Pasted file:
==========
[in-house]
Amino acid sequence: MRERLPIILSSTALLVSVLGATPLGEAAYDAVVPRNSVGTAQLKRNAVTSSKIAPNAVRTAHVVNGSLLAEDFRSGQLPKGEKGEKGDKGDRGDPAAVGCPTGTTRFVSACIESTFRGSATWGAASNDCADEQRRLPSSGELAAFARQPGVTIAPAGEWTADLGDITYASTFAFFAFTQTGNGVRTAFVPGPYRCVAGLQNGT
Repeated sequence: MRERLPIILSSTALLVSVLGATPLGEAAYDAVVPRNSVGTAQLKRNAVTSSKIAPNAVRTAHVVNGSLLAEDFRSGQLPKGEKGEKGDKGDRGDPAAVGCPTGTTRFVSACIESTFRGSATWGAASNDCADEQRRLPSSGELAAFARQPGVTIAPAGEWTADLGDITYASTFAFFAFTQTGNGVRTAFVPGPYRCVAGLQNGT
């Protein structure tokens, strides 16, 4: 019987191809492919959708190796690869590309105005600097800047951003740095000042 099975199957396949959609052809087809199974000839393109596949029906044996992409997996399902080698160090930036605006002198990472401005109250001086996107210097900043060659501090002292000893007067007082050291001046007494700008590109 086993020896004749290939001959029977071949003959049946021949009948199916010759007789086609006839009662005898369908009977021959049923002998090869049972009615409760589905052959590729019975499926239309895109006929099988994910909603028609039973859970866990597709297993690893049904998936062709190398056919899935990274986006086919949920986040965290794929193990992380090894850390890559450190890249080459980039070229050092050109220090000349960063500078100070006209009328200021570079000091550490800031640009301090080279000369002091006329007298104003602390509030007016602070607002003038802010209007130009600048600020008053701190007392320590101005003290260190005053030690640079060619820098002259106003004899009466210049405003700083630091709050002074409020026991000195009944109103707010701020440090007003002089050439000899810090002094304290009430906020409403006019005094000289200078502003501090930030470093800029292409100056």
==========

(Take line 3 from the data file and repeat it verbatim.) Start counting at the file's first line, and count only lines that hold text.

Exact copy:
Repeated sequence: MRERLPIILSSTALLVSVLGATPLGEAAYDAVVPRNSVGTAQLKRNAVTSSKIAPNAVRTAHVVNGSLLAEDFRSGQLPKGEKGEKGDKGDRGDPAAVGCPTGTTRFVSACIESTFRGSATWGAASNDCADEQRRLPSSGELAAFARQPGVTIAPAGEWTADLGDITYASTFAFFAFTQTGNGVRTAFVPGPYRCVAGLQNGT